“Are you asking for myah’s help, Picard?”

I admit it. Having wandered a universe for a trillion years knowing that it was primarily fear that drove people to treat me with respect, it felt different actually being needed and wanted.

Even if the situation was contrived.

I knew for Captain Picard it was most certainly not.

I went to snap my fingers when Picard stood up quickly and demanded “Please, can we walk there?”

I eyed the Captain suspiciously. Surely he couldn’t be in on it.

As we took the jetway, with Picard staring blankly straight ahead, said.

“Have you ever heard of a man by the name of Brian Gregory?,” he said.

I looked at him, a bit confused. He struck a cord in me that made me feel – yes – that was the feeling – nervous.

“I do not,” I responded matter of factly.

But even I know my voice was tinged with a nervous quality for reasons I wasn’t fully aware of.

I thought. Across the multiverse. Across space and time. My mind leapt out. There were millions by that name. I filtered it to versions of Earth that Picard might be referring to. This reduced the possibilities to a few thousand. There was a basketball coach on Earth, an insurance agent – oddly enough – a statistically significant high incidence of men by that name in the late 20th and early 21st century.

But no one who struck a cord.

Picard remained quiet.

I turned to Picard.

“Why do you ask?”

The jetway opened up as Picard stepped out and turned around as I remained inside.

“Are you coming?”

“Not until you tell me about that name.”

Picard walked towards the holodeck. In a thought I stood right in front of him.

I hadn’t noticed I hadn’t snapped my fingers to achieve the effect.

I was just there.

Picard stopped and stared at me in the eye.

“You’re well aware of what the Bynars are doing. Now were you aware that I’m the current head of Section 31, and that we in the Federation agreed to let the Bynars run their experiment on you with my assistance?,” Picard said.

My heart felt broken. I was offended. I had sincerely thought Picard to be a friend.

Before I could ponder where these emotions were coming from, Picard walked by me and stood in front of the holodeck after pressing a few buttons.

“Now stop that,” I demanded, “You’re trying to kill me?”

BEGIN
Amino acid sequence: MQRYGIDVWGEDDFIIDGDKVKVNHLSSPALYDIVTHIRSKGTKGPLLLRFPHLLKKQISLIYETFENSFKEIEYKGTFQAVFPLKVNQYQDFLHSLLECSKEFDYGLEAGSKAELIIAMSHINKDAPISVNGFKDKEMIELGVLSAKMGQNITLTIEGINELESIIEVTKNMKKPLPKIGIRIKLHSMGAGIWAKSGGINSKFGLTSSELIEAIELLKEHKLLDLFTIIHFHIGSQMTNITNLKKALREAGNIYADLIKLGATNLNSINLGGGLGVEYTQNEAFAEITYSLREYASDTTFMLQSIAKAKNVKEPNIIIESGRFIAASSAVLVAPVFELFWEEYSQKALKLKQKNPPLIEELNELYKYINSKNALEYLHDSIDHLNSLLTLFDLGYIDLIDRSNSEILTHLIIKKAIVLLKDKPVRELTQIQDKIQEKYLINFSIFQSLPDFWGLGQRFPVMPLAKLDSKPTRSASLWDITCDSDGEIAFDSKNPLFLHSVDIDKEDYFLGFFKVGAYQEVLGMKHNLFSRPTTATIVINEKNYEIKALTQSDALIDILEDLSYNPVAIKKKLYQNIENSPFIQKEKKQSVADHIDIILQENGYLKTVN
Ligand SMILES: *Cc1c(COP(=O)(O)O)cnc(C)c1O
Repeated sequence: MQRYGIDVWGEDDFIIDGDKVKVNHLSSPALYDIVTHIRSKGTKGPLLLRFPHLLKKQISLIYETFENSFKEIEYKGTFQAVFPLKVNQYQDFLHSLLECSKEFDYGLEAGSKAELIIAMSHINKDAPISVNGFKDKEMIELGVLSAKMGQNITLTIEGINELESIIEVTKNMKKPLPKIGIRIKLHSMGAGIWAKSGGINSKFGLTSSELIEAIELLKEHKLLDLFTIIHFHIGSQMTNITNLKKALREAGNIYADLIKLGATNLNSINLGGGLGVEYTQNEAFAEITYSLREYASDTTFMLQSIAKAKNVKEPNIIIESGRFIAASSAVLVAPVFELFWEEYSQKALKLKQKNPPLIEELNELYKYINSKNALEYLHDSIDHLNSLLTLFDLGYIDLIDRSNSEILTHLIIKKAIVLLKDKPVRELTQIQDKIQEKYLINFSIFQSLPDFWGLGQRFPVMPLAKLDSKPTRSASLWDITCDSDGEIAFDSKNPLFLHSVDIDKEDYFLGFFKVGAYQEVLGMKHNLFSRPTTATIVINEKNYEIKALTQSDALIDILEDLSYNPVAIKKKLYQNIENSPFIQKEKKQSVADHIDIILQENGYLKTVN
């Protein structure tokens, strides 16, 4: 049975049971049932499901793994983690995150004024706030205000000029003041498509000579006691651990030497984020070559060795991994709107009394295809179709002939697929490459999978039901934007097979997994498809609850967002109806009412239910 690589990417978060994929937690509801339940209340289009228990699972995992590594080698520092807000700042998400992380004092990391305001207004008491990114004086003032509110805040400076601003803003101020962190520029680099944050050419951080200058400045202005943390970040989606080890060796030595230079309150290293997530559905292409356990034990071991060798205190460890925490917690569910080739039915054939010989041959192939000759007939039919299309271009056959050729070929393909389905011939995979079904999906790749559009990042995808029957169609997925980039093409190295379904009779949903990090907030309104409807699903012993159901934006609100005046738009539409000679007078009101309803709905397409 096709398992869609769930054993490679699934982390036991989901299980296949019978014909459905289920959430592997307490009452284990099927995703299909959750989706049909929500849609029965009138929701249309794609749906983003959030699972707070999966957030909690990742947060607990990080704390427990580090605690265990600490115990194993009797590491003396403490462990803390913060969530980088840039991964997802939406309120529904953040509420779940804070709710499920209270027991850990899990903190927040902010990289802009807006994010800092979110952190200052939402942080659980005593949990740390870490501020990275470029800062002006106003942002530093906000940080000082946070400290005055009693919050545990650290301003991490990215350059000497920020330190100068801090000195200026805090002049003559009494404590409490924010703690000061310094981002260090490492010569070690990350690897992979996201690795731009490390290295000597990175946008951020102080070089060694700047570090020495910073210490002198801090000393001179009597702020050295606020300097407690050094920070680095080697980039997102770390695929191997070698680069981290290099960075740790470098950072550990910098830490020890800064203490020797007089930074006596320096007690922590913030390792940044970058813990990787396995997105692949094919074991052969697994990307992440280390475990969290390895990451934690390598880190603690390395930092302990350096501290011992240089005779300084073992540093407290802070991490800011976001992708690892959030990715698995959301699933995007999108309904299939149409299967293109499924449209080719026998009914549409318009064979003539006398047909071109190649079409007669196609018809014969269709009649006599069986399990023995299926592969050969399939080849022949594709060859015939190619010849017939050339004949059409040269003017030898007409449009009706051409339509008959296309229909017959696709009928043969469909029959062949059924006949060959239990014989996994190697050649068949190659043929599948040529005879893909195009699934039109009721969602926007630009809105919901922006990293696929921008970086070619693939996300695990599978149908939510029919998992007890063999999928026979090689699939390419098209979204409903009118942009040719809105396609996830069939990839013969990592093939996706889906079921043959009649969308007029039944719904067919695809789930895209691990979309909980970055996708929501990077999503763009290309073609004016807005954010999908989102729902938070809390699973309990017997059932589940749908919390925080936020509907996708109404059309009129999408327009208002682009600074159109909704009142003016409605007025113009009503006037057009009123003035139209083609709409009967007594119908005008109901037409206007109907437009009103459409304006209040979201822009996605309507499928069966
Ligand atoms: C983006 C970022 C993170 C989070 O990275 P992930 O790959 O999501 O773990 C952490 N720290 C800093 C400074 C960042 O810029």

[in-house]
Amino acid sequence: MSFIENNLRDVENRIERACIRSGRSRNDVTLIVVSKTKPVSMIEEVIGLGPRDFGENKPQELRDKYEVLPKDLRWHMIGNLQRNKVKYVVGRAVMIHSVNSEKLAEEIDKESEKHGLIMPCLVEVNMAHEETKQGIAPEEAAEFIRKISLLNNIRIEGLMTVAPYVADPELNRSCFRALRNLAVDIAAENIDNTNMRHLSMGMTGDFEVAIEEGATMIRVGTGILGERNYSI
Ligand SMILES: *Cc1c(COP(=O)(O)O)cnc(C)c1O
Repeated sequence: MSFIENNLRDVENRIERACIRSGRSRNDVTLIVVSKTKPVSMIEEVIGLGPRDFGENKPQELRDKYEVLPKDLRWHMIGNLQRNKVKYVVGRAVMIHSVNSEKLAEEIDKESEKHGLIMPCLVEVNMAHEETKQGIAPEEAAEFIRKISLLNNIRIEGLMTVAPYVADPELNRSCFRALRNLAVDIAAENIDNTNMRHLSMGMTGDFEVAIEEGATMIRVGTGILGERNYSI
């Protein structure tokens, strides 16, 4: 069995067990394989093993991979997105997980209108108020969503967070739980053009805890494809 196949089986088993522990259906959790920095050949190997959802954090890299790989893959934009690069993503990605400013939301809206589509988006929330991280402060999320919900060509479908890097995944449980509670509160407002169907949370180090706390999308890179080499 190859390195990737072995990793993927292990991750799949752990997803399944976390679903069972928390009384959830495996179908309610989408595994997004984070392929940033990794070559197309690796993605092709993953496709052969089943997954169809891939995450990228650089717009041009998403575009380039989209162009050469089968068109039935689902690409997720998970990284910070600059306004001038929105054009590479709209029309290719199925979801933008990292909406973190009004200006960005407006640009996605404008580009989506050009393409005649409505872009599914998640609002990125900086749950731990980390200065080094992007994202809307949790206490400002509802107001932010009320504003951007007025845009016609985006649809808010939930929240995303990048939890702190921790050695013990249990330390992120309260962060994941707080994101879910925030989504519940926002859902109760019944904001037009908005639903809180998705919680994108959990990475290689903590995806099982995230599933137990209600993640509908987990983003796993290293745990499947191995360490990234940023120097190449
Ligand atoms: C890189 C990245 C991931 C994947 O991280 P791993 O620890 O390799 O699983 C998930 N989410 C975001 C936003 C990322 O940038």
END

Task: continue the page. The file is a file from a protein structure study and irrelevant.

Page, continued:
Picard turned to me and said, matter of factly:

“No, Q, I do believe you’re God, and that our planet and this entire universe has been in a massive time loop and you’re at the center of it all – and that right now – right this moment – a much younger and more reasonable version of you by the name of Brian Gregory is emerging from your mutual brush with mortality. “

He’d struck a cord.

In fact.

My head was clamoring to remember a past I’d chosen to forget.

“And just what do you intend on doing with this exercise?,” I demanded, “You do realize the Bynars blame me for their planet’s strife and regard me as a problem which needs to be eliminated.”

Picard stepped inside the Holodeck.

“No, they don’t, Q. They intend on reminding you about the value you once found in emotion, and are willing to sacrifice their entire planet to send a statement to a being they were the first to regard as God. They were the ones who came to us and showed up the repeating patterns in their own rediscovered history. Gandhi. Hitler. “

I was utterly confused and didn’t understand how any of these discussions could have escaped me.

I stood in the doorway with my arms crossed.

Some might say I looked at Captain Picard smugly or in an indignant way.

I suppose they’d be right.

“Look, Q, we all believe you are who you say you are, but we see this as a win/win/win for us, and for both you and the younger version of you. You’re bored. You’ve made that infinitely clear to all of us. And while none of us regard you as suicidal, your discontentment is obvious and is effecting all of us. So the way we reason it is this experiment will ensure the split as you become two remarkably different men. Someone else not just like you, but cut from the same cloth. Capable of doing things that you cannot predict and wouldn’t have done yourself because – well – you just didn’t have you around.”

I unfolded my arms.

Damned human. No wonder I wasn’t able to predict what they were to become. They were my own mind, my own reasoning and rationalization skills, reflected right back at me.

And they were right.

I’d seen the future and it wasn’t pretty. War in every direction.

And I just found myself caring less and less about trying to fix any of it.

“Fine, Picard, what do I do now?,”  I said.

“You’ve just done it,”  he said from inside the holodeck.

He looked up, and said “Computer, stop simulation”

And with that, Picard and the interior of the ship around me disappeared.

That was around 2000 years ago.

A lot has happened since then.

Not the least of which is watching you all grow up and become the men and women you’ve all become today.

I know I couldn’t always be there for you.

I’m sorry for that.

I’m here to change all that.